During a year of researching about the topic, consulting experts and debating legal definitions and policies, we not only had the tools to understand harassment, but also to choose the best policies (adapted to our institute and communities). It’s my understanding that if directors and consultants would have designed these guidelines, there would be a risk that the guidelines would not truly reflect our needs.
Another true advantage of a supported bottom-up approach is the unity that this project brought to our institute, by bringing people together to work on a truly motivating goal. And as a result, we all felt an exceptional sense of pride and responsibility for having co-created our institute’s guidelines and policies together, endorsed by such a diverse group of employees. It was a privilege to be part of such a diverse task force and see such passion and dedication that evolved toward one common goal. We certainly channelled the anger arising from Jane’s case to create positive change rarely seen in these circumstances, and hopefully prevented many cases from happening in the future. The result is far from ideal and far from perfect, but it’s a start.
Jane is a fictional name, her story used with consent. She changed research groups and was allowed to progress her research. She defended recently despite all odds (including COVID-19). She is an incredible force of nature that I had the pleasure to have met.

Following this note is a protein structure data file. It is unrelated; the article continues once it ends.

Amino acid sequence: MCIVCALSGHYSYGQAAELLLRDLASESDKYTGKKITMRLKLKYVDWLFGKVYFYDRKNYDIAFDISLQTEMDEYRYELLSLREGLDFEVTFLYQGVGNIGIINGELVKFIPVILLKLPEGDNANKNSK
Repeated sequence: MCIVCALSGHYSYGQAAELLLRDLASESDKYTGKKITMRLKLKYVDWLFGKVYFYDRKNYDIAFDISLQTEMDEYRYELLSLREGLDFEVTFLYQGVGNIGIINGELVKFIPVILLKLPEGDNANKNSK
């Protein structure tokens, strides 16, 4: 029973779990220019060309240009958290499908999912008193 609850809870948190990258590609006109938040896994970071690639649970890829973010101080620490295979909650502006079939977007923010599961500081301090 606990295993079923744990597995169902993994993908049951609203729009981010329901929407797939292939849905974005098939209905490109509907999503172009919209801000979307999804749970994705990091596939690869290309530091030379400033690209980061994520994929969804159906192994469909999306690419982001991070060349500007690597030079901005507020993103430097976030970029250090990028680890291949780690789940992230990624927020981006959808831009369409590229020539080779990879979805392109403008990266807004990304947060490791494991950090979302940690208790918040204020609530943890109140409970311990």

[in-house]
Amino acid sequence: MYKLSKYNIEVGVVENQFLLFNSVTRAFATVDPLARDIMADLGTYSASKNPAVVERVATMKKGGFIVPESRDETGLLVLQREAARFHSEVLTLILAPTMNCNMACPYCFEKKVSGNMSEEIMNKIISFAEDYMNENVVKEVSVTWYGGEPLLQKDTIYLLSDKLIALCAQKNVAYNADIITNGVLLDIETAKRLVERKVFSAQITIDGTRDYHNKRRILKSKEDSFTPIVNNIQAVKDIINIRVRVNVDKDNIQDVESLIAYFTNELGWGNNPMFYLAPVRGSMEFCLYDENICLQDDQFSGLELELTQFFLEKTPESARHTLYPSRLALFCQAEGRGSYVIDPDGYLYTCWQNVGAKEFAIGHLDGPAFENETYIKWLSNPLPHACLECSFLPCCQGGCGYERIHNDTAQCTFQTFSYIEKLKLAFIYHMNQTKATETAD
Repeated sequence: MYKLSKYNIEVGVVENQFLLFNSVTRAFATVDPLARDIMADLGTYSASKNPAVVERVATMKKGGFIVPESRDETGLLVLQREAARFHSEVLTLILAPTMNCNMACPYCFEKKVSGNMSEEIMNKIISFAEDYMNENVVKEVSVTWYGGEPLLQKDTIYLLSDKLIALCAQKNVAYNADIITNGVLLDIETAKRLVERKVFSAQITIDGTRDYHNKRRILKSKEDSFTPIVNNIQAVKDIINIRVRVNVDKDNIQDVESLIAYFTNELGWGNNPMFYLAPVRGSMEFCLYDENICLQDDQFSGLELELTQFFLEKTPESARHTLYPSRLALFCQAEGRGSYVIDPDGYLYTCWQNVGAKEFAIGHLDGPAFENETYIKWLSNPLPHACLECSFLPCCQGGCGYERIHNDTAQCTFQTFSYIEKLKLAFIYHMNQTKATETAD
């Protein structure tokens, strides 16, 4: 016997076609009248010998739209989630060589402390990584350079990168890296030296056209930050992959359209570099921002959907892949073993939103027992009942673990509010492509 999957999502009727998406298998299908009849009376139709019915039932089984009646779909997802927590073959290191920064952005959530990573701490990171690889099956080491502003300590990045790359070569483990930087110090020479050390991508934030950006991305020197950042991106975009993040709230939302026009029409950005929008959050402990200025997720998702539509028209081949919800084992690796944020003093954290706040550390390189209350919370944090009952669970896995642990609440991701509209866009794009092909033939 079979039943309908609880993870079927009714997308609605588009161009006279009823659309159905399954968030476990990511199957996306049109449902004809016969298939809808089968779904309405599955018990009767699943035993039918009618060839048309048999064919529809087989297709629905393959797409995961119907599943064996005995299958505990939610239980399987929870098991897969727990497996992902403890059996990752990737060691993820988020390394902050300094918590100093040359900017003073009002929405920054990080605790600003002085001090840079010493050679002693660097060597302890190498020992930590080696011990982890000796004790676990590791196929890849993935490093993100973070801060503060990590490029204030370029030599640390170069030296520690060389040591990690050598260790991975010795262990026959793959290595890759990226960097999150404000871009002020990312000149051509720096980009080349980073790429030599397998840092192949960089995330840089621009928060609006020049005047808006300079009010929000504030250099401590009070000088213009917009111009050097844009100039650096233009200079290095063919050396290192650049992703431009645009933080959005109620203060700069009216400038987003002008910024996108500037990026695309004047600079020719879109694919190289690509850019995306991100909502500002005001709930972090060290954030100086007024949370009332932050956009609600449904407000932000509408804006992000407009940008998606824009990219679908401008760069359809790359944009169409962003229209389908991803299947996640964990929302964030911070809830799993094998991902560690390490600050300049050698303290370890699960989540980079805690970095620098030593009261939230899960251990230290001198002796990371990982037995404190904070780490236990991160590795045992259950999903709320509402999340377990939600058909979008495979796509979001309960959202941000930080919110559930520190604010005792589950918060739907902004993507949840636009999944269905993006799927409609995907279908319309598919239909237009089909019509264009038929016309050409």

Resources for sexual harassment and sexual assault survivors:
- Sexual harassment in the workplace is illegal in most countries. Check your rights if you want to take action.
- For self-care advice after being a victim of sexual assault:
Resources for friends and supporters:
- Learn how to respond when a survivor discloses: Thank them for telling you; Ask how you can help; Listen without judgment; and Keep supporting.
Please note: These resources have been provided by the author and have not been extensively verified, barring due diligence.
Marta Oliverira is doing a PhD focused on the role of microtubules in the blood vessels development, in the MDC Berlin. She studied in Lisbon, Paris and Uppsala and experienced a wide variety of research groups and institutes/universities. During her PhD in Berlin she had the opportunity of diving deep not only in the science but also in the institute culture, and participating in shaping it. As part a student representative, she wrote articles and moderated events about mental health and power abuse in academia as well as influenced policy of the MDC to cultivate a kinder inclusive academic culture. She is a collaborator of the Global Consortium for Academic Mental Health. If you’re interested in knowing more, find her in LinkedIn and Twitter and ping her for a chat.